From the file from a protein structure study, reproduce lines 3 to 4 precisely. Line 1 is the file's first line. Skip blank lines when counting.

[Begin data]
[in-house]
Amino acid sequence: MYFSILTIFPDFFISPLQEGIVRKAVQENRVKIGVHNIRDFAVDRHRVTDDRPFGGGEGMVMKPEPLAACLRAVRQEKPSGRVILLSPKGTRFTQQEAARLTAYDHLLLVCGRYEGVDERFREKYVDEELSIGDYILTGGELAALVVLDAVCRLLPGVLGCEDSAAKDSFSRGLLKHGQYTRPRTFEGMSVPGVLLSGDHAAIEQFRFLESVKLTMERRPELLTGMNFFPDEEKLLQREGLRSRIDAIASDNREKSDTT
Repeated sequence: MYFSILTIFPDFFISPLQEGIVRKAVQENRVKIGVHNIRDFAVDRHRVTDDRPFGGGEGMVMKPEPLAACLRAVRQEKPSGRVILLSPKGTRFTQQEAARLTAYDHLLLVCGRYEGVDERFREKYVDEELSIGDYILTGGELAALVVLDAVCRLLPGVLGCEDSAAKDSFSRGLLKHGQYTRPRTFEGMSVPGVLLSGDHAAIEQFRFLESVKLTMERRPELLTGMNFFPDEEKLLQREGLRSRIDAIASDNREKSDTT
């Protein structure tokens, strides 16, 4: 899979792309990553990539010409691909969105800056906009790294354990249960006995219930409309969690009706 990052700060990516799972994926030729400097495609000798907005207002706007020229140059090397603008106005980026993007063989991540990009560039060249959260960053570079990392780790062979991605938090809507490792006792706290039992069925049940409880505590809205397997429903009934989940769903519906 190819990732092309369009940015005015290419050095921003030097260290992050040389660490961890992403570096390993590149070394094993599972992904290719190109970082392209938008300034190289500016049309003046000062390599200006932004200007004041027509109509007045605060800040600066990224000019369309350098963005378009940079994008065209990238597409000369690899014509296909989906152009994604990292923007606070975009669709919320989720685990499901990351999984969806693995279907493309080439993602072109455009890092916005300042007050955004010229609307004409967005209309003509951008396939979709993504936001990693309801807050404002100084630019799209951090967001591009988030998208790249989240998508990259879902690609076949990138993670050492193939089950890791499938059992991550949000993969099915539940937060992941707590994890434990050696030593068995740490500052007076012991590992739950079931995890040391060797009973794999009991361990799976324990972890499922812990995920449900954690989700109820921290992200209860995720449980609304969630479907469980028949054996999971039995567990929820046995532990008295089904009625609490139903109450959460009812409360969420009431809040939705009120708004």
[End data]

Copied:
Repeated sequence: MYFSILTIFPDFFISPLQEGIVRKAVQENRVKIGVHNIRDFAVDRHRVTDDRPFGGGEGMVMKPEPLAACLRAVRQEKPSGRVILLSPKGTRFTQQEAARLTAYDHLLLVCGRYEGVDERFREKYVDEELSIGDYILTGGELAALVVLDAVCRLLPGVLGCEDSAAKDSFSRGLLKHGQYTRPRTFEGMSVPGVLLSGDHAAIEQFRFLESVKLTMERRPELLTGMNFFPDEEKLLQREGLRSRIDAIASDNREKSDTT
């Protein structure tokens, strides 16, 4: 899979792309990553990539010409691909969105800056906009790294354990249960006995219930409309969690009706 990052700060990516799972994926030729400097495609000798907005207002706007020229140059090397603008106005980026993007063989991540990009560039060249959260960053570079990392780790062979991605938090809507490792006792706290039992069925049940409880505590809205397997429903009934989940769903519906 190819990732092309369009940015005015290419050095921003030097260290992050040389660490961890992403570096390993590149070394094993599972992904290719190109970082392209938008300034190289500016049309003046000062390599200006932004200007004041027509109509007045605060800040600066990224000019369309350098963005378009940079994008065209990238597409000369690899014509296909989906152009994604990292923007606070975009669709919320989720685990499901990351999984969806693995279907493309080439993602072109455009890092916005300042007050955004010229609307004409967005209309003509951008396939979709993504936001990693309801807050404002100084630019799209951090967001591009988030998208790249989240998508990259879902690609076949990138993670050492193939089950890791499938059992991550949000993969099915539940937060992941707590994890434990050696030593068995740490500052007076012991590992739950079931995890040391060797009973794999009991361990799976324990972890499922812990995920449900954690989700109820921290992200209860995720449980609304969630479907469980028949054996999971039995567990929820046995532990008295089904009625609490139903109450959460009812409360969420009431809040939705009120708004």